The Surfside building collapse may require a redefinition of “real-time” regarding rapid DNA

I’ve previously noted that the definition of “real-time” can vary depending upon the use case. In the automated fingerprint identification systems world of the late 1990s, a definition of “real-time” in minutes was appropriate, but for the computer aided dispatch world, “real-time” was (and is) measured in seconds.

“Hi, SCC folks, welcome to Printrak. You’re joining a company that sells REAL TIME AFIS that delivers results within one minute! Aren’t you impressed?”

“Hello, new corporate overlords. We provide computer aided dispatch systems that send police, fire, and medical personnel to crime scenes and emergency sites as soon as possible. If our CAD systems took AN ENTIRE MINUTE to dispatch personnel, PEOPLE WOULD DIE. We use really powerful computers to get personnel dispatched in a second. Enjoy your real time AFIS…amateurs.”

I also mentioned a two-hour “real-time” use case, which is (conservatively) the time it takes a rapid DNA instrument to do its work.

The rapid DNA vendors provide machines that can perform an automated DNA analysis in 90 minutes, a vast improvement over traditional DNA especially when existing backlogs are taken into account. And for the most part, 90 minutes is fine.

But the Surfside tragedy illustrates how 90 minutes may not be adequate.

There’s already been coverage of how rapid DNA can be, and is being, used to identify victims of the Surfside building collapse. NPR ran an article on this, and WFLA aired a news report.

To date I have not found a public source that lists how many rapid DNA machines are being used in the investigation, but let’s do a little math and see how many rapid DNA instruments could possibly be required.

Assume a conservative two hours is required to fully analyze each DNA sample and determine the possible identity of a deceased victim. Further assume that because of the importance of this case, the DNA instruments are being operated 24 hours a day, 7 days a week. No going home at 5:00 pm in this case, which is receiving international attention.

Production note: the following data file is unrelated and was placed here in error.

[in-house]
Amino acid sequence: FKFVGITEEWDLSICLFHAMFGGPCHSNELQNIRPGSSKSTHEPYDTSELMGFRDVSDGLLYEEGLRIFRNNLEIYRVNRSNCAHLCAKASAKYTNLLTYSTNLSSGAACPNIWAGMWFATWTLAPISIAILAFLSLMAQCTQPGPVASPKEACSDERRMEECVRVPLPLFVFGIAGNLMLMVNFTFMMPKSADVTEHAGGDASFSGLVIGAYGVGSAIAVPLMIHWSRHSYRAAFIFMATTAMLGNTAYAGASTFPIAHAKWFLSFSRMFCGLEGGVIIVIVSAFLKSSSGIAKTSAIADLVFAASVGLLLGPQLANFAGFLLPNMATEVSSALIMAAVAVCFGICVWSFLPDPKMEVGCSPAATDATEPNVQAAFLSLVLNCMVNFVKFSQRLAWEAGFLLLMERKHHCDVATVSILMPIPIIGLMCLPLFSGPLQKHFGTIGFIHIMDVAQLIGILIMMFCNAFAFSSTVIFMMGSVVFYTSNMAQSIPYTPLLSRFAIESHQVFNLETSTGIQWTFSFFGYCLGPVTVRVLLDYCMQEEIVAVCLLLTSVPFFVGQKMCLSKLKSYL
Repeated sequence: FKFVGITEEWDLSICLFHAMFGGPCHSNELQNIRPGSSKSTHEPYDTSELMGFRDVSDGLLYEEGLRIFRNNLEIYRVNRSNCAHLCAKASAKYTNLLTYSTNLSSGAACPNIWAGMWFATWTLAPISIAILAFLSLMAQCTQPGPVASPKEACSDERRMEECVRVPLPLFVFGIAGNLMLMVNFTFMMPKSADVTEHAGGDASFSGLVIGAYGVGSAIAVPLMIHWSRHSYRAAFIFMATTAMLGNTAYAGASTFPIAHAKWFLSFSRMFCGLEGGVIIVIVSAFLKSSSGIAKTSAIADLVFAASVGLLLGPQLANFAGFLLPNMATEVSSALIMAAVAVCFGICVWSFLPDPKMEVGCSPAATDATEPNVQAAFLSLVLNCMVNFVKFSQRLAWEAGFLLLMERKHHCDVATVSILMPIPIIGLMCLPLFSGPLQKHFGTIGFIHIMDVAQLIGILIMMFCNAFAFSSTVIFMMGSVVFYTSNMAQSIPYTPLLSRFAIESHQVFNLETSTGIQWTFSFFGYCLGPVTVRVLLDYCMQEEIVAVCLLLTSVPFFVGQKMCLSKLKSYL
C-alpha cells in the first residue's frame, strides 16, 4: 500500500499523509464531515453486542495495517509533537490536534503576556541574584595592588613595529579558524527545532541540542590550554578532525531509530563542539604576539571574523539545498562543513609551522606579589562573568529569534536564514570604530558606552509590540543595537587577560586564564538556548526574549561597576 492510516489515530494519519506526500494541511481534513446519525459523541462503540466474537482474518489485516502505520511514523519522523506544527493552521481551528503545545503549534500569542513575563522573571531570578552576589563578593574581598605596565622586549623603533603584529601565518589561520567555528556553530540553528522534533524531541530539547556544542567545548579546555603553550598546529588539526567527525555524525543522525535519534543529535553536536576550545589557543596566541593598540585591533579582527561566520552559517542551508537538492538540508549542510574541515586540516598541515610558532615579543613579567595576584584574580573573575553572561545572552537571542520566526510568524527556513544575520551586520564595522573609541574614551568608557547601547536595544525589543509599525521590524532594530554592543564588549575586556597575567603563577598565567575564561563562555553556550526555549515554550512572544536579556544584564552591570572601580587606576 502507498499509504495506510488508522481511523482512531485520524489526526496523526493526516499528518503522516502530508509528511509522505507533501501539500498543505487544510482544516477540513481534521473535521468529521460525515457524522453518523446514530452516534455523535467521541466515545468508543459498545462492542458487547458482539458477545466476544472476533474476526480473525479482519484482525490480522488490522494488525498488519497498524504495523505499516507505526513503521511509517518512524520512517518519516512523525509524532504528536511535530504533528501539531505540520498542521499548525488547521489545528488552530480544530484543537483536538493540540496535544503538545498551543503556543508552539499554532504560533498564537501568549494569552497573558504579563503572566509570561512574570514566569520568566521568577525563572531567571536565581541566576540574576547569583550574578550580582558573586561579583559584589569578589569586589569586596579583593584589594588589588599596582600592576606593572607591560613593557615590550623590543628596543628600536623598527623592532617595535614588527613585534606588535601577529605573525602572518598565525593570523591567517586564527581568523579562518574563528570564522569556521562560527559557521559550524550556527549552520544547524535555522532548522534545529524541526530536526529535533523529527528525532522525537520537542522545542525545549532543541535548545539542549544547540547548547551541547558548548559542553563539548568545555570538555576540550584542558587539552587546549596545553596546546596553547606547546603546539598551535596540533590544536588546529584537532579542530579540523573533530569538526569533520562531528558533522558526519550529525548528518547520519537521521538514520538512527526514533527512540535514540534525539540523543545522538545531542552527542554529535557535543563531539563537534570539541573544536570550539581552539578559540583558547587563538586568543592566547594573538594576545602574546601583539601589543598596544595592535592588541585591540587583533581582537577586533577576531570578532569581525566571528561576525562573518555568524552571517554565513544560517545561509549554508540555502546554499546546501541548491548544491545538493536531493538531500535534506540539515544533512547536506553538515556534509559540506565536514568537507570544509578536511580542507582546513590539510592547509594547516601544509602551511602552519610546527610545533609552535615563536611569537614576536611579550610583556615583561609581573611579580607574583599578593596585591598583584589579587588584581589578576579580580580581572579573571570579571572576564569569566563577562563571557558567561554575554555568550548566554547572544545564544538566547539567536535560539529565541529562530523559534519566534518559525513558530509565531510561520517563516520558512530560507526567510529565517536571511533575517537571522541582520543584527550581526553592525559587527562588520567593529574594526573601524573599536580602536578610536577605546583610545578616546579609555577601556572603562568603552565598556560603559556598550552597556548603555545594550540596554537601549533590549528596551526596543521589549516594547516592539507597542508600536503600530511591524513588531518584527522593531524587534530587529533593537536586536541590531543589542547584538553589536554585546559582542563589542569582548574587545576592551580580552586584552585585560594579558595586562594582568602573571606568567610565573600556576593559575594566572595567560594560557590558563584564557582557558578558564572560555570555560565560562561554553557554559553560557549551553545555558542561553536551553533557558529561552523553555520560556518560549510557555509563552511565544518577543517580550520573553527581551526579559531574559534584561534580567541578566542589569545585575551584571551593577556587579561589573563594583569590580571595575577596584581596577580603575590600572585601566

Now let’s look at the numbers. As of 2:00 pm Eastern Daylight Time today, 20 deaths are confirmed, and 128 people are still unaccounted for.

What happens if there is a sudden horrific discovery of 100 deceased? How long would it take to identify all of them?

If 3 rapid DNA instruments are available, and each is processing 12 DNA samples in a 24 hour day, then it would take about three days to run all the samples through the DNA instruments.

Three very long days for the families of the potential victims who are waiting for news.

So the authorities may need to move to plan B.

The Indian River County Sheriff’s Office has been notified it might be asked to respond with the agency’s rapid DNA test machines to the deadly condominium collapse in Surfside, Sheriff Eric Flowers said….

“They put our folks on standby last weekend to respond if theirs got overwhelmed,” Flowers said. “At this point, they’ve not called for that, but our folks are ready and our machines are ready that if they call us we will respond to assist in DNA identification.”

Yes, in this case you can throw more machines at a problem to solve it, provided that you have the proper personnel to support them. Luckily, the rapid DNA instruments themselves do not need a forensic background to operate them, since they are designed to operate in an automated fashion. However, if rapid DNA analysis has an inconclusive result, then additional traditional DNA analysis will have to be performed which will require forensic expertise. (That, however, is outside of the scope of this post.)

By Zephyris – Own work, CC BY-SA 3.0, https://commons.wikimedia.org/w/index.php?curid=15027555

So where do we stand after Surfside?

Previous rapid DNA identification efforts have just involved one person or less than a dozen people. But this case, in which potentially over 100 people may need to be identified, is truly pushing the limits of the technology.

(Come to think of it, it’s similar to how video analytic analysis was pushed to the limits by the Boston Marathon bombings. But I digress.)

And sadly, there have already been instances in which that many people, or more people, needed to be identified. Imagine, for example, the crash of a large airplane. Or worse still, the crash of two large airplanes into a skyscraper.

And now this 90 minute response time suddenly doesn’t seem so fast any more.

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